Building your leadership brain stamina

by Ingra du Buisson-Narsai, NeuroCapital and Dr Anton Verwey, Engage Leadership.

Neuroscience provides some hard evidence that leaders who build brain stamina are smarter, more motivated, more creative and more engaged, resulting in superior performance and enhanced business outcomes (Gordon, 2000). (This is one of the reasons why we at Knowledge Resources will be hosting a Neuroscience In The World Of Work Seminar on the 15 September 2014 at the The Hyatt Regency Hotel in Johannesburgclick here to learn more.)

In this blog article, we focus on specific things leaders can do to enhance their leadership brain stamina and their attention span at work.

Get reframing

Self-regulating our emotions is important because it maximises our brain resources. How leaders respond to stress or other emotional triggers depends on whether they take a high road or a low road in their response. The high road means that the emotional stimulus goes through the sensory thalamus, and then via the cortex, to the amygdala, which generates the emotional response. When the response is via the low road, the stimulus goes straight from the sensory thalamus to the amygdala without traversing the cortex. This leader responds in a very emotional way, without thinking first.

However, leaders can deploy various emotional regulation strategies to self- regulate the impact that emotions can have on their brain stamina. The predominant model of emotional regulation strategies is set out below and was developed by James Gross (2008). It will be explored in a bit more detail.

Emotional regulation strategies:

  1. Situation Selection (opting out)
  2. Situation Modification (changing the situation)
  3. Attention Deployment (focusing on something else)
  4. Cognitive Change: Labelling (putting feelings into words)
  5. Response Modulation (expression vs. suppression)

The first three options relate to before the emotion arises. Situation selection refers to avoiding the situation, whereas situation modification involves modifying the situation to avoid stress or negative emotion. The third strategy entails attention deployment that involves focusing one’s attention on a different aspect of the situation or on something else.

Once the emotion kicks in, there are a further three choices. Leaders can express the emotion, suppress it or reappraise it. Expressing it can be damaging and inappropriate in a workplace. Suppression, in turn, has been found to reduce memory and increase the stress felt by the individual, as well as those around them, so this is not an ideal choice either. The key strategies, once an emotion has been felt, are to label the emotion, or else to make a cognitive change by reappraising it to modulate the response.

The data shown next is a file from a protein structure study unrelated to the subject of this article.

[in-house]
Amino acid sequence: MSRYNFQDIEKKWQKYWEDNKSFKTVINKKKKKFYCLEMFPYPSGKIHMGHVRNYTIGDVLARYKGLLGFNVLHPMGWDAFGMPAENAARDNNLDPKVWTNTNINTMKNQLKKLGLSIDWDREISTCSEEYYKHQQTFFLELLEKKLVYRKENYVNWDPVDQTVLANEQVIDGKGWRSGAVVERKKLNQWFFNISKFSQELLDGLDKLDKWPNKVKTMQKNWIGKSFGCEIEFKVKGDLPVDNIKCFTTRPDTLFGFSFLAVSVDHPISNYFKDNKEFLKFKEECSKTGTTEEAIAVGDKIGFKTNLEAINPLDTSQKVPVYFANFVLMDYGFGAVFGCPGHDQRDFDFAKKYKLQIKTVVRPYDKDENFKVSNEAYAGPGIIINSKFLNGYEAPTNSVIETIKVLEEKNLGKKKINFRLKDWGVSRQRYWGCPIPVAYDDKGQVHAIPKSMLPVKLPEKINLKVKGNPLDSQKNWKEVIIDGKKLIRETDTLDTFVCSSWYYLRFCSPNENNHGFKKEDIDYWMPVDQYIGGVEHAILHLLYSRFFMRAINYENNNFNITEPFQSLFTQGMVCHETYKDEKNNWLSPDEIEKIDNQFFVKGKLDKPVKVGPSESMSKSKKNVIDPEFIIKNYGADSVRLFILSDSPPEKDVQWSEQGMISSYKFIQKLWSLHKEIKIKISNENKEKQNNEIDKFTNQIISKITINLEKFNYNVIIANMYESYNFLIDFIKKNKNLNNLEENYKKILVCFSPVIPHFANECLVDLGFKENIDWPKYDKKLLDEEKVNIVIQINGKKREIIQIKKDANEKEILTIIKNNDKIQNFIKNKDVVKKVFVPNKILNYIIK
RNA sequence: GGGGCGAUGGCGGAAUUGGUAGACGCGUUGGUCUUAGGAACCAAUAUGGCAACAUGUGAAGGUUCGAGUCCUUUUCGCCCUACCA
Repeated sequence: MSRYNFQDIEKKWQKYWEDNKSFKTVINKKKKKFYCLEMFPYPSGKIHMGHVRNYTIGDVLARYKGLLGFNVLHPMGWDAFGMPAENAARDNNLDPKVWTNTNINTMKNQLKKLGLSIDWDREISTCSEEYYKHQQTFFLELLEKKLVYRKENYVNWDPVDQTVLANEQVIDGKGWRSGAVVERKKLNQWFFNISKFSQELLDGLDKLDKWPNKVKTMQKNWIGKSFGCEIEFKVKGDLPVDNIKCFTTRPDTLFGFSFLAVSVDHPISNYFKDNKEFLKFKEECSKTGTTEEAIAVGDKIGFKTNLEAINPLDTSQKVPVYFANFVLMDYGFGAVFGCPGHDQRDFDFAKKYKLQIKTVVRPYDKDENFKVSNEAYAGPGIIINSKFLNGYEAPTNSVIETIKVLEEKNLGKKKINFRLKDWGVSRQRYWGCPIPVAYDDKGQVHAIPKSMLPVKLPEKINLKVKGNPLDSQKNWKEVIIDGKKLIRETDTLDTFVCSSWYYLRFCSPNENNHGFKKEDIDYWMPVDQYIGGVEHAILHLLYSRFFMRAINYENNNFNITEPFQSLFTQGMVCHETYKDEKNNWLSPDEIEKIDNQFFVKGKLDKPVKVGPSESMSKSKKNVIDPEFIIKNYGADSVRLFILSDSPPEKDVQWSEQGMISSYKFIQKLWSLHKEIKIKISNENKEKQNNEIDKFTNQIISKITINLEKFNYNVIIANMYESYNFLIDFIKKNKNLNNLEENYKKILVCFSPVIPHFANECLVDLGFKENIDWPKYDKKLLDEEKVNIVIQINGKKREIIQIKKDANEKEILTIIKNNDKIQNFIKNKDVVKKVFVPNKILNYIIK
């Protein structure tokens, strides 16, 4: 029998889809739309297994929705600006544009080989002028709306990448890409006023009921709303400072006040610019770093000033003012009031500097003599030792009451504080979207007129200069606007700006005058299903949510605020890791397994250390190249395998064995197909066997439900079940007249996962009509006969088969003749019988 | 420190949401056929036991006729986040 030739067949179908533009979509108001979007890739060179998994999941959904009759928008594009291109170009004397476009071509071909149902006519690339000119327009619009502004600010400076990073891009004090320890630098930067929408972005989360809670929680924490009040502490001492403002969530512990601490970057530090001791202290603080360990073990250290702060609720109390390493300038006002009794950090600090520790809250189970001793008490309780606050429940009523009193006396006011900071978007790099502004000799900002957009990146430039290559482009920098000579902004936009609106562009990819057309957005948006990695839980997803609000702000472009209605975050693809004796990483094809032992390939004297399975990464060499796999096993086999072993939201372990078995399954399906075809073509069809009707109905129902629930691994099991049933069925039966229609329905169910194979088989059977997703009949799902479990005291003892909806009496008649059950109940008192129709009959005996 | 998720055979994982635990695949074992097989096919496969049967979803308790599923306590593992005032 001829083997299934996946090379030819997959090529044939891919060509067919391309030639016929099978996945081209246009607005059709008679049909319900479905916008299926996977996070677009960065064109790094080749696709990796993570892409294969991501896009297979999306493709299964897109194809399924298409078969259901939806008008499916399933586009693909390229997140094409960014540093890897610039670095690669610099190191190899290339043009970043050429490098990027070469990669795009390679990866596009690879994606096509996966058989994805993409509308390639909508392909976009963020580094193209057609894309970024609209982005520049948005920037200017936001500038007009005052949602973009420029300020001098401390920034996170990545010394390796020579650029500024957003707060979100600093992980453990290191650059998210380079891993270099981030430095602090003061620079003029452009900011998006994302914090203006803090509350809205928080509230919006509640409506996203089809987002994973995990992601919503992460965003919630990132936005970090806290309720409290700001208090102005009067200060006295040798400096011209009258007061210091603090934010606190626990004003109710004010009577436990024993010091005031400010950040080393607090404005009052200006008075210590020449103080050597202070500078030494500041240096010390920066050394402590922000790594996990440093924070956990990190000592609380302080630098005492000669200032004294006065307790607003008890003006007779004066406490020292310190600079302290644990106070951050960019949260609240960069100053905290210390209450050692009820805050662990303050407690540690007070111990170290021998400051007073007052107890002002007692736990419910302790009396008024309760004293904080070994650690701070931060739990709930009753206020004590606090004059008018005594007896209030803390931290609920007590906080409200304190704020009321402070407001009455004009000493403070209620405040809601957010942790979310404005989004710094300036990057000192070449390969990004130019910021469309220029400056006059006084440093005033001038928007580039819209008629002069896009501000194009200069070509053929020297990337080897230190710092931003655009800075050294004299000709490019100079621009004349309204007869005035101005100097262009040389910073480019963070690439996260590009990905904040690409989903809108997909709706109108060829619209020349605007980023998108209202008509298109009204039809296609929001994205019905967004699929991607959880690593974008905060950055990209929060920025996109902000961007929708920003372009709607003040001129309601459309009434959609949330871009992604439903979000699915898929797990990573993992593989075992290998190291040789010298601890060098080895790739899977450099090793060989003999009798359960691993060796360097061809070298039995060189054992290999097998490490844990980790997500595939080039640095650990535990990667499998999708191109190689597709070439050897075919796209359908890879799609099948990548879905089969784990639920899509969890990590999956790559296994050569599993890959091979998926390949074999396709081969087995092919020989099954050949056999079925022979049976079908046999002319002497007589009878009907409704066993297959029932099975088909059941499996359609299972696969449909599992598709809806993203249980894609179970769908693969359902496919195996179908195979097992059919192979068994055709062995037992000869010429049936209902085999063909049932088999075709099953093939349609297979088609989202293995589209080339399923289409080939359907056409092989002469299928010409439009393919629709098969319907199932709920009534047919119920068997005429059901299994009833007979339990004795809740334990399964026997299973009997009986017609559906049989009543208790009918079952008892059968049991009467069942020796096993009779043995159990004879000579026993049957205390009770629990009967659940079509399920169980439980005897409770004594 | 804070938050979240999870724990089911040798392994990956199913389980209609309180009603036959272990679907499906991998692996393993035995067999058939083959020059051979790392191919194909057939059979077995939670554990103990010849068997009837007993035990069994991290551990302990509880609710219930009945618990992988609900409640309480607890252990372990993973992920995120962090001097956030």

For milder emotions, the very process of labelling an emotion serves to dampen the limbic activation and our emotional response. Thus, practice assigning words to emotional states (putting feelings into words) to reduce arousal once the emotion kicks in. For example, prior to a presentation, a leader may label an emotion he is experiencing as “just being nervous”. By doing this, the pre-frontal cortex (PFC) is activated into cognitive thinking and decreases limbic activation (emotional responses) – much like a “seesaw” works.

Strong emotions generated by certainty and autonomy threats may need more than labelling to be managed and require the more involved strategy of reappraisal. Reappraisal reduces the activity in the amygdala and insula and overall the feelings around the emotion. Reappraisal has a stronger emotional braking effect on the brain, so it reduces impulsivity, improves the leader’s cognitive abilities, and allows the leader to respond more appropriately. Frequent use of reappraisal has the long-term effect of generating an enhanced control of emotion and interpersonal functioning. Positive re-appraisal strategies include Benefit-Finding, Acceptance, Refocusing, and Putting things into Perspective.

Certainty (being able to predict the future) and autonomy, the feeling of control, are primary rewards or threats for the brain. Goal setting is a strategy to use to reduce certainty and authority threats. In fact, most accomplishments, great or small, have started with an intention that became a goal. Goals are generated either internally (within the person) or externally (regulated by others, normally management within an organisational context). According to Lieberman (2007) the neural signature of the intrinsic goal system is the medial PFC and the extrinsic system recruits the lateral PFC. Various outcome studies have shown that in order to achieve and maintain personal well-being at work, intrinsic goal achievement needs to be activated (Sheldon et al, 2004). Thus, the higher the integration between extrinsic vs intrinsic goals, the more inspired from within a leader is and the less he needs motivation from without to achieve goals.

Get mindful

A key way to build perceived control into a leader’s life is through mindfulness – a strange concept to use in business but it has been shown that mindfulness leads to increases in creativity, kindness to others, increased perseverance, and reduced stress (Brown et al, 2003; 2007; Cresswell et al, 2007).

According to Brown et al (2007), mindfulness has three essential qualities: It is about being open to sensory information. It’s about paying attention. It’s about doing so in the present tense. Mindfulness is a state that can become a trait if activated and practiced frequently. According to Farb et al (2007), there are two distinct modes of experiencing situations and which are anti-correlated. Thus, if the one mode is off, then the other one is on. These two modes are set out in the table below.

Table: The Narrative and Direct Experience Modes (Farb et al, 2007)

Narrative Mode circuit Direct Experience Mode Circuit
Operating on autopilot or procedural memory. Focus is predominantly on the past and projecting into the future. Processing incoming data as it happens. Thus experiencing the present moment as it is.